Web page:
Truck drivers may travel thousands of miles during a typical work week, meaning they spend an enormous amount of time on the road. They may battle excessive tiredness, even when following statutes that mandate breaks after driving for 11 consecutive hours on and through Illinois roads. Truck drivers need to be careful when feeling tired, as they could be held responsible for any accidents that result.
Fatigue and collisions
When a tractor-trailer travels at high speed, it requires a lengthy braking distance to come to a complete stop. Drowsiness can undermine perceptions and reactions. If the driver’s concentration suffers from excessive tiredness, they might not be able to stop in time because of applying the brakes late. While mandatory breaks could prevent drivers from working far too many hours in a row, sometimes working split shifts or nights might contribute to tiredness.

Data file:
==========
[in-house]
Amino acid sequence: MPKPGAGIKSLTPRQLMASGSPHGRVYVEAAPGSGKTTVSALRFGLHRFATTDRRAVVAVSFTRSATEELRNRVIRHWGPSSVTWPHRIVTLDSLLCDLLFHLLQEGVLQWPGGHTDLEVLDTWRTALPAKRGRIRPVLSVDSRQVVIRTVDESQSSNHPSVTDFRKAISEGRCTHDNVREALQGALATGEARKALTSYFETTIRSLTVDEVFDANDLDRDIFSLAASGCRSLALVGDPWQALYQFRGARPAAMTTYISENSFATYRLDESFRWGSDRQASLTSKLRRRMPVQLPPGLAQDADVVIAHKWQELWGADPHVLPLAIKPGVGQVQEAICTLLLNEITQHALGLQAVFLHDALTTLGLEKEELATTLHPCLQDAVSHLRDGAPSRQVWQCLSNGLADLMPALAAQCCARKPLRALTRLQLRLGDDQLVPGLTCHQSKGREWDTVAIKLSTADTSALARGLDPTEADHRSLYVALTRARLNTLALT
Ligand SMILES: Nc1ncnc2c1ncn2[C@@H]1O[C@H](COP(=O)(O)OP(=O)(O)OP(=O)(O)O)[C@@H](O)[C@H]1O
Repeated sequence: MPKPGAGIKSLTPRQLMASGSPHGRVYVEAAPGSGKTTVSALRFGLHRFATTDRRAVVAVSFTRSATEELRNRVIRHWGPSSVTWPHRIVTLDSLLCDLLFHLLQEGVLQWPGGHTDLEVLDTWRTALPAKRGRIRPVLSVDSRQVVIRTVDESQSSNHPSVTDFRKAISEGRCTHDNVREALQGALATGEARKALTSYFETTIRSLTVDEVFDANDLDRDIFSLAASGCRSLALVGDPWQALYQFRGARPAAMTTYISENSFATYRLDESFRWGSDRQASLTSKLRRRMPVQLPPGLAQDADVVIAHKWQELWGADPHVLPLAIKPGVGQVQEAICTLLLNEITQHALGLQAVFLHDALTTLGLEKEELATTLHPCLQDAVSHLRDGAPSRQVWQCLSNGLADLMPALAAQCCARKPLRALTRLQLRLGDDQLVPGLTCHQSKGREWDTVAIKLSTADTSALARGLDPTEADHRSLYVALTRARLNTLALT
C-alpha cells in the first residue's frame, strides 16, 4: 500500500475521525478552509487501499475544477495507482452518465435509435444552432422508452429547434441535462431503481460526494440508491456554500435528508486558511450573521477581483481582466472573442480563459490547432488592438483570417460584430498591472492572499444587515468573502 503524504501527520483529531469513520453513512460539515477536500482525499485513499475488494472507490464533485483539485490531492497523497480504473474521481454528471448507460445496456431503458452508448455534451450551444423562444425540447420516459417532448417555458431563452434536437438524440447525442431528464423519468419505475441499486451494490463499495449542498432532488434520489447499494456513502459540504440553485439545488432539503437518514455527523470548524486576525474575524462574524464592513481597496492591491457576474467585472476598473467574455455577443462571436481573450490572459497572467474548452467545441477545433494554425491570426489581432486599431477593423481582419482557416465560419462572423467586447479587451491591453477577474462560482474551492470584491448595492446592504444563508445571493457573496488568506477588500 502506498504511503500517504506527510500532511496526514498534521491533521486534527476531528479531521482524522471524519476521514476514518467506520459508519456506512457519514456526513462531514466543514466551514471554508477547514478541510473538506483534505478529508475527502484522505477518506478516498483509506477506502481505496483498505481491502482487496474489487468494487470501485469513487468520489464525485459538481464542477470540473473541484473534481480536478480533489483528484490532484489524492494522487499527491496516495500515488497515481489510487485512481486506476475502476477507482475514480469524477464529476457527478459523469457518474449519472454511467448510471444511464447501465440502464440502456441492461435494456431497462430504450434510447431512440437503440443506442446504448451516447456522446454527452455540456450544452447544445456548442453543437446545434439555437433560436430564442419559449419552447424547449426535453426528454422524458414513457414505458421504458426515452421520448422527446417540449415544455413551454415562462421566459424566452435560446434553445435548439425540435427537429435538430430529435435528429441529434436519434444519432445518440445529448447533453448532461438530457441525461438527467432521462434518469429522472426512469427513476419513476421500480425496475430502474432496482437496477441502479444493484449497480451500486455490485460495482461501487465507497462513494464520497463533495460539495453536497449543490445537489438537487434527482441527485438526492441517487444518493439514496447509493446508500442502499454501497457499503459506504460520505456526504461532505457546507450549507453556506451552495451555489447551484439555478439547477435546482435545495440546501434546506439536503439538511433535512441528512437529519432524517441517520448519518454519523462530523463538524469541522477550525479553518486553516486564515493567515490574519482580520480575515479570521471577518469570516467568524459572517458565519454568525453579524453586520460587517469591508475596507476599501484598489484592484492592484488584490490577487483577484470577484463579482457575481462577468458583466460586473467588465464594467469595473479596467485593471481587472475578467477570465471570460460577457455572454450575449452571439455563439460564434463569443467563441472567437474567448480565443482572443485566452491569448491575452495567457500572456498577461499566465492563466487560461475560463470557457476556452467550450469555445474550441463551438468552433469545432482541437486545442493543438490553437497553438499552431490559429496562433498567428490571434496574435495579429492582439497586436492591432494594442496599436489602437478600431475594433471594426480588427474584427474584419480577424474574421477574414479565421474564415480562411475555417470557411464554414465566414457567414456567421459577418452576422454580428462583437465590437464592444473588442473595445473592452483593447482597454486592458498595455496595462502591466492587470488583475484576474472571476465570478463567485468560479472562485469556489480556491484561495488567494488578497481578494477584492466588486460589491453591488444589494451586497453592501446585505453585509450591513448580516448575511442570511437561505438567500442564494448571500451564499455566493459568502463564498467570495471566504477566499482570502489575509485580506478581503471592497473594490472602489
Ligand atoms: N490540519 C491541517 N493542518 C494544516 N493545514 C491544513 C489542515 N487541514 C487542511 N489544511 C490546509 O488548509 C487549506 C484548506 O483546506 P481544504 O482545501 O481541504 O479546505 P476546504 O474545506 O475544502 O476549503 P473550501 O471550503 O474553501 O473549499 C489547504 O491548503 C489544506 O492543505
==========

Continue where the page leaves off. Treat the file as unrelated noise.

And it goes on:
Truck drivers might also ingest substances that make them drowsy. Alcohol and illegal drugs could have such an effect, but other substances may cause similar reactions. An over-the-counter cold medicine might outright stay on the packaging to avoid driving after using it. And yes, a cold or the flu could lead to excessive fatigue.
Fatigued drivers and dangers
Fatigue could mimic the behaviors of intoxicated driving. Remaining awake for 24 straight hours could have effects that mimic a blood alcohol concentration of 0.10%, well above the legal limit for truck drivers. Of course, someone does not need to remain awake for 24 hours to experience the adverse effects of drowsiness. Even slight tiredness may reduce perceptions and cause accidents that inflict catastrophic injuries.
Truck drivers could face liability claims from victims if they are liable for a crash. Their employers may also face civil suits if they are responsible in any way for their employee’s behavior.